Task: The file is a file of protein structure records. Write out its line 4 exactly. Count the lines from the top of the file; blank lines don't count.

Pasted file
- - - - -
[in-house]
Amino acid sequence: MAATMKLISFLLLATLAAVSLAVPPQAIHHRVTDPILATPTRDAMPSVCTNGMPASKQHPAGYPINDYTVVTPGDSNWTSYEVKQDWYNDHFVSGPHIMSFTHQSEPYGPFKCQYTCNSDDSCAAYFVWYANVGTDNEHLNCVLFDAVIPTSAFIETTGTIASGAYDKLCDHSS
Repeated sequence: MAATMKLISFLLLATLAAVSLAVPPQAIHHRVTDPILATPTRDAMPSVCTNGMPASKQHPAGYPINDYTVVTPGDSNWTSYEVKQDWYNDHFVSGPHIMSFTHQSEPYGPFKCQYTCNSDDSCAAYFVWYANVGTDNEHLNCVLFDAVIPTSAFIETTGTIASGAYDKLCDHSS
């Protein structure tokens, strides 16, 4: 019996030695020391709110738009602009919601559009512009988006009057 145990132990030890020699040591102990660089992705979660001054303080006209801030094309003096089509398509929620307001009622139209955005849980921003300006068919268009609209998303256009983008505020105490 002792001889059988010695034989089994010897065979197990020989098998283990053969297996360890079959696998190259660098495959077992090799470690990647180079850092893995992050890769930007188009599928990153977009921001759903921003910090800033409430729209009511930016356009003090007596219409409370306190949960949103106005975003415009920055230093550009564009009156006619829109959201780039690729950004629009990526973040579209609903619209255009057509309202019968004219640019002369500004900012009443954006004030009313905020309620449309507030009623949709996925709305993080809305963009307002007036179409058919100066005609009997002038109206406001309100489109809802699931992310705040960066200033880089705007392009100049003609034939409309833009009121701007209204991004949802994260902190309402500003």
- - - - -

């Protein structure tokens, strides 16, 4: 019996030695020391709110738009602009919601559009512009988006009057 145990132990030890020699040591102990660089992705979660001054303080006209801030094309003096089509398509929620307001009622139209955005849980921003300006068919268009609209998303256009983008505020105490 002792001889059988010695034989089994010897065979197990020989098998283990053969297996360890079959696998190259660098495959077992090799470690990647180079850092893995992050890769930007188009599928990153977009921001759903921003910090800033409430729209009511930016356009003090007596219409409370306190949960949103106005975003415009920055230093550009564009009156006619829109959201780039690729950004629009990526973040579209609903619209255009057509309202019968004219640019002369500004900012009443954006004030009313905020309620449309507030009623949709996925709305993080809305963009307002007036179409058919100066005609009997002038109206406001309100489109809802699931992310705040960066200033880089705007392009100049003609034939409309833009009121701007209204991004949802994260902190309402500003």